Not an exceptional country : Russia and the global financial crisis of 2008-2009

Research output: Journal PublicationsJournal Article (refereed)

2 Citations (Scopus)

Abstract

What began as a downturn in the US housing sector in summer 2007 mushroomed into a global financial crisis by September 2008—the most severe since the Great Depression of the 1930s. Initially, Western European governments, including the Russian government, blamed the crisis on US financial excesses and felt that their economies would remain immune from the contagion. However, this proved to be a false comfort. The subprime-induced contagion spread to Europe with unprecedented ferocity, rapidly engulfing the entire continent. This essay explains why Russia, deemed to be the most immune, succumbed so quickly to the contagion, and includes lessons policymakers can learn from the Russian experience to better insulate their economies from the vagaries of the global financial markets.
Original languageEnglish
Pages (from-to)31-44
Number of pages14
JournalMediterranean Quarterly
Volume22
Issue number2
DOIs
Publication statusPublished - 1 Jun 2011
Externally publishedYes

Fingerprint

financial crisis
Russia
Great Depression
financial market
economy
summer
housing
experience
continent
Europe

Cite this

@article{c1cd1eafaf9c4e65943b3b6faea349ca,
title = "Not an exceptional country : Russia and the global financial crisis of 2008-2009",
abstract = "What began as a downturn in the US housing sector in summer 2007 mushroomed into a global financial crisis by September 2008—the most severe since the Great Depression of the 1930s. Initially, Western European governments, including the Russian government, blamed the crisis on US financial excesses and felt that their economies would remain immune from the contagion. However, this proved to be a false comfort. The subprime-induced contagion spread to Europe with unprecedented ferocity, rapidly engulfing the entire continent. This essay explains why Russia, deemed to be the most immune, succumbed so quickly to the contagion, and includes lessons policymakers can learn from the Russian experience to better insulate their economies from the vagaries of the global financial markets.",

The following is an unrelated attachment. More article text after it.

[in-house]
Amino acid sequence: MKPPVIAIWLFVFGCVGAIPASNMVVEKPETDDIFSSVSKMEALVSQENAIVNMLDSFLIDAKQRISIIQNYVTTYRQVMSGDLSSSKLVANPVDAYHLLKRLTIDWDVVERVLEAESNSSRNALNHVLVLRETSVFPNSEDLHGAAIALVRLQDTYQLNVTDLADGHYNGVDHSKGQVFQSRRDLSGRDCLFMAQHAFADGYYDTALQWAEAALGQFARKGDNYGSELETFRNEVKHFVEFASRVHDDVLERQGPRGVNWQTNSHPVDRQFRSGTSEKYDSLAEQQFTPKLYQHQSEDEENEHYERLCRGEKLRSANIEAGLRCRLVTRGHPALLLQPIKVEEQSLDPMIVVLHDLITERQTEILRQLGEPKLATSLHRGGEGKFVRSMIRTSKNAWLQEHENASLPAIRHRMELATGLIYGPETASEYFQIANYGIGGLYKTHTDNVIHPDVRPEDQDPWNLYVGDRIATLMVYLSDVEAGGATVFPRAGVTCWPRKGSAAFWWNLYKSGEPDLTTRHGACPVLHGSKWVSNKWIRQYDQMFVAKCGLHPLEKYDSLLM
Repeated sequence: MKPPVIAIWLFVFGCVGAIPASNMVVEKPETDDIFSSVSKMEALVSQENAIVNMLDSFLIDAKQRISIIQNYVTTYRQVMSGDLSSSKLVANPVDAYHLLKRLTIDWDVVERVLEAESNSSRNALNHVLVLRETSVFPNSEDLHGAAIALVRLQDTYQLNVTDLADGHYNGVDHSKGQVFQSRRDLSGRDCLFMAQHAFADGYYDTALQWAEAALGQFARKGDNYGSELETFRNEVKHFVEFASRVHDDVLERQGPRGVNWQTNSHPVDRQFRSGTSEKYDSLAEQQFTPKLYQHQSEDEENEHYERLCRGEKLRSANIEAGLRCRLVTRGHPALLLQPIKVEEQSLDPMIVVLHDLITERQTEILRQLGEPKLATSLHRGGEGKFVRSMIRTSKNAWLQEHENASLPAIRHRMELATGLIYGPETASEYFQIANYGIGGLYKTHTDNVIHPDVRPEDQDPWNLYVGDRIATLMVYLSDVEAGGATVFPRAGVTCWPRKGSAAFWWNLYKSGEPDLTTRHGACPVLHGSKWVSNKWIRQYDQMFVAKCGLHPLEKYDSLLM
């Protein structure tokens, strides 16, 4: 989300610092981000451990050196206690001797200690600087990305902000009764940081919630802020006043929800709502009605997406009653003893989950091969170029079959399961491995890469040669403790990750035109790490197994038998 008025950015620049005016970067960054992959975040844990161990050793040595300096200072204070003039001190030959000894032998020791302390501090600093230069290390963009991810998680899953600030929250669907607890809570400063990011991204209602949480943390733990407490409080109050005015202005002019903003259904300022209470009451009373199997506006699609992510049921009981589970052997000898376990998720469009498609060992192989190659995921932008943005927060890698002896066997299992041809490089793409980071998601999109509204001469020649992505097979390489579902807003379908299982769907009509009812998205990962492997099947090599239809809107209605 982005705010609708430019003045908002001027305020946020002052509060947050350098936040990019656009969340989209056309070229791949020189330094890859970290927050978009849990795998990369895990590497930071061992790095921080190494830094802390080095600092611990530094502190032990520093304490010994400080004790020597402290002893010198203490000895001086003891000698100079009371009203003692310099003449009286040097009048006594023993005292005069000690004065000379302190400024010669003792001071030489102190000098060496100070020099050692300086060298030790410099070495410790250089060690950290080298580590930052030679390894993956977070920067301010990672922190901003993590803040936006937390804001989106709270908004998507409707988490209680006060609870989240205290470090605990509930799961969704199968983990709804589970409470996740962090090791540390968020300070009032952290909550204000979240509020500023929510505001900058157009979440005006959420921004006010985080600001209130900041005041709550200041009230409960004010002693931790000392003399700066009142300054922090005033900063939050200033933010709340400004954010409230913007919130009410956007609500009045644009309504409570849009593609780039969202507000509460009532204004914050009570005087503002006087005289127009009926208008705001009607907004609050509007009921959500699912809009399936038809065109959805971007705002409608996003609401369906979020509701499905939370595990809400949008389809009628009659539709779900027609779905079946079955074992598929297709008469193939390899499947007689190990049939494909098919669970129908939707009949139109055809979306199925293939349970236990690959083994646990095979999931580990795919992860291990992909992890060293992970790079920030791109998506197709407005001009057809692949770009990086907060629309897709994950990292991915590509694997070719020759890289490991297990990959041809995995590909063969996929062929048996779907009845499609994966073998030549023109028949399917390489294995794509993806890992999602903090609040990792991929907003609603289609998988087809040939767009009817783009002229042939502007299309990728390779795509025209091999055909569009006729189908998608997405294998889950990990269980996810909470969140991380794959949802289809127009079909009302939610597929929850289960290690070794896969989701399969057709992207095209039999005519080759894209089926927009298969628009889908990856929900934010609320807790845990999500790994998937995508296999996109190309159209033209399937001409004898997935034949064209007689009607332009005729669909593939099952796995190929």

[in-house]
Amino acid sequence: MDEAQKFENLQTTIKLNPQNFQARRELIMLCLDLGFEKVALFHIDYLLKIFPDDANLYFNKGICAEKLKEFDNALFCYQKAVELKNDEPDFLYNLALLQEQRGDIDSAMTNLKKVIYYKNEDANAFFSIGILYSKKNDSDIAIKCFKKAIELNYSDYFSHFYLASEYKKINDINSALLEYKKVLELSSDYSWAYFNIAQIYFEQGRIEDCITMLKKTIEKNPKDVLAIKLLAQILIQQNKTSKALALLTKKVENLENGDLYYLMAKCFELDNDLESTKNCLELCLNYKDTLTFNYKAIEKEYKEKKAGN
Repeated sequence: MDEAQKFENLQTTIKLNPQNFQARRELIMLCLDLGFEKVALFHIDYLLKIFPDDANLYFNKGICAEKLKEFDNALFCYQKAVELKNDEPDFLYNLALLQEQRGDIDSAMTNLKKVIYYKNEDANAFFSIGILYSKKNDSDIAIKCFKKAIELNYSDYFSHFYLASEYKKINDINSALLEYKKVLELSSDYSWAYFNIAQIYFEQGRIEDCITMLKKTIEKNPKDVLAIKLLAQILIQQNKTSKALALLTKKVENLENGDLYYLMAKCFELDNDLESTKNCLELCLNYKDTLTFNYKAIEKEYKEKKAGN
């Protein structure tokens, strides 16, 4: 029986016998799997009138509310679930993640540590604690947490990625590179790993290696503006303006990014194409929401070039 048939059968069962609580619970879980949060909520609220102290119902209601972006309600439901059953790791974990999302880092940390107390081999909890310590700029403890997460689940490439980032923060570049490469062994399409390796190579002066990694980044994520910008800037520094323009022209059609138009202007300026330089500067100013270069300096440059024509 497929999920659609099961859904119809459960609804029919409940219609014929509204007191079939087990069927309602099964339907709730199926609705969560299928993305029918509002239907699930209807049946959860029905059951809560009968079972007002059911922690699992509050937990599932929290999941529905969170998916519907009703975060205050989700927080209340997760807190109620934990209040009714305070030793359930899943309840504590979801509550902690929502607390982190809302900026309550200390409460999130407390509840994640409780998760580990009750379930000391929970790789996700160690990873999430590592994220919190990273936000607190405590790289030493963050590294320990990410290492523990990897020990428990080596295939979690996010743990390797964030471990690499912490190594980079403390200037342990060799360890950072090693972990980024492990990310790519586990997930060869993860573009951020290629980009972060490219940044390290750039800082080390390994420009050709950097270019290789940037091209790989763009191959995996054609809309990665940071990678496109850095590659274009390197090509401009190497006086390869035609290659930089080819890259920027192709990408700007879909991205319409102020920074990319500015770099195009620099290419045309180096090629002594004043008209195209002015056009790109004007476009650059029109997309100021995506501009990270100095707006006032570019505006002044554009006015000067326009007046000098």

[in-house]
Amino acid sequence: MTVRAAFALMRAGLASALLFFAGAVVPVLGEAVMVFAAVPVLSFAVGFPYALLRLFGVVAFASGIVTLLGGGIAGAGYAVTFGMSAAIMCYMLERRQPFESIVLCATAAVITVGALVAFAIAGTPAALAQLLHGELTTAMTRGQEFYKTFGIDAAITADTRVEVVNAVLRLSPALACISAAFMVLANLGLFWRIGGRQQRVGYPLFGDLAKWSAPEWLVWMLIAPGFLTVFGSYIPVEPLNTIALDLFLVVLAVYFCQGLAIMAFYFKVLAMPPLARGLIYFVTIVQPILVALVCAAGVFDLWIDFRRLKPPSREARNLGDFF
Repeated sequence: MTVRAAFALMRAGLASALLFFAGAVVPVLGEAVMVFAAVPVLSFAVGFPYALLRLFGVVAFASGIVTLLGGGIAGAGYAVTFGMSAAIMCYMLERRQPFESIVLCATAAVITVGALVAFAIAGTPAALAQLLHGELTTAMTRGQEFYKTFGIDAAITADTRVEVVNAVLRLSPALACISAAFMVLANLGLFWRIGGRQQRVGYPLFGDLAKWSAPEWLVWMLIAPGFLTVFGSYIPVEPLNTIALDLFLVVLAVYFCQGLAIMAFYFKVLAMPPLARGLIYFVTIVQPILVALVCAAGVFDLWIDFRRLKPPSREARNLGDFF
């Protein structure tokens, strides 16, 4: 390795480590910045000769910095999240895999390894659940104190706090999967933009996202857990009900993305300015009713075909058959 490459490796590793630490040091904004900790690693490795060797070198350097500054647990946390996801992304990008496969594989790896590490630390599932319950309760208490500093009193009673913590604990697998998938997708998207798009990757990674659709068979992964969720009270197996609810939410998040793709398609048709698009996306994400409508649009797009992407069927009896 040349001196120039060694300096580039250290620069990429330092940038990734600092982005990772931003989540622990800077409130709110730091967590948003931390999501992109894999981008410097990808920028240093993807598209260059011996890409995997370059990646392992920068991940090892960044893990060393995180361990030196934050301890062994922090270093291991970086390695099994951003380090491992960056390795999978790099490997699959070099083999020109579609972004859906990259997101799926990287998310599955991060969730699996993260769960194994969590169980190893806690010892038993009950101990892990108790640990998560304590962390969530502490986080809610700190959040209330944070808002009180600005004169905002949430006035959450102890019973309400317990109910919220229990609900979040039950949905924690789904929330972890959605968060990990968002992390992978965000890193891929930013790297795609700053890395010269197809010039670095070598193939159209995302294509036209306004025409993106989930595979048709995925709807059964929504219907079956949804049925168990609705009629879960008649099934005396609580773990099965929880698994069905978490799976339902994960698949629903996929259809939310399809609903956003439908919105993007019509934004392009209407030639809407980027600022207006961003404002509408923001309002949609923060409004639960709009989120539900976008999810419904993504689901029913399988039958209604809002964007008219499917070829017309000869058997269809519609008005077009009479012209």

author = "SHARMA, {Shalendra D.}",
year = "2011",
month = "6",
day = "1",
doi = "10.1215/10474552-1263379",
language = "English",
volume = "22",
pages = "31--44",
journal = "Mediterranean Quarterly",
issn = "1047-4552",
publisher = "Duke University Press",
number = "2",

}

Not an exceptional country : Russia and the global financial crisis of 2008-2009. / SHARMA, Shalendra D.

In: Mediterranean Quarterly, Vol. 22, No. 2, 01.06.2011, p. 31-44.

Research output: Journal PublicationsJournal Article (refereed)

TY - JOUR

T1 - Not an exceptional country : Russia and the global financial crisis of 2008-2009

AU - SHARMA, Shalendra D.

PY - 2011/6/1

Y1 - 2011/6/1

N2 - What began as a downturn in the US housing sector in summer 2007 mushroomed into a global financial crisis by September 2008—the most severe since the Great Depression of the 1930s. Initially, Western European governments, including the Russian government, blamed the crisis on US financial excesses and felt that their economies would remain immune from the contagion. However, this proved to be a false comfort. The subprime-induced contagion spread to Europe with unprecedented ferocity, rapidly engulfing the entire continent. This essay explains why Russia, deemed to be the most immune, succumbed so quickly to the contagion, and includes lessons policymakers can learn from the Russian experience to better insulate their economies from the vagaries of the global financial markets.

AB - What began as a downturn in the US housing sector in summer 2007 mushroomed into a global financial crisis by September 2008—the most severe since the Great Depression of the 1930s. Initially, Western European governments, including the Russian government, blamed the crisis on US financial excesses and felt that their economies would remain immune from the contagion. However, this proved to be a false comfort. The subprime-induced contagion spread to Europe with unprecedented ferocity, rapidly engulfing the entire continent. This essay explains why Russia, deemed to be the most immune, succumbed so quickly to the contagion, and includes lessons policymakers can learn from the Russian experience to better insulate their economies from the vagaries of the global financial markets.

UR - http://commons.ln.edu.hk/sw_master/29

UR - https://www.scopus.com/inward/record.uri?eid=2-s2.0-79956361136&doi=10.1215%2f10474552-1263379&partnerID=40&md5=93ed1738b311f79abdb96f1e68752532

U2 - 10.1215/10474552-1263379

DO - 10.1215/10474552-1263379

M3 - Journal Article (refereed)

VL - 22

SP - 31

EP - 44

JO - Mediterranean Quarterly

JF - Mediterranean Quarterly

SN - 1047-4552

IS - 2

ER -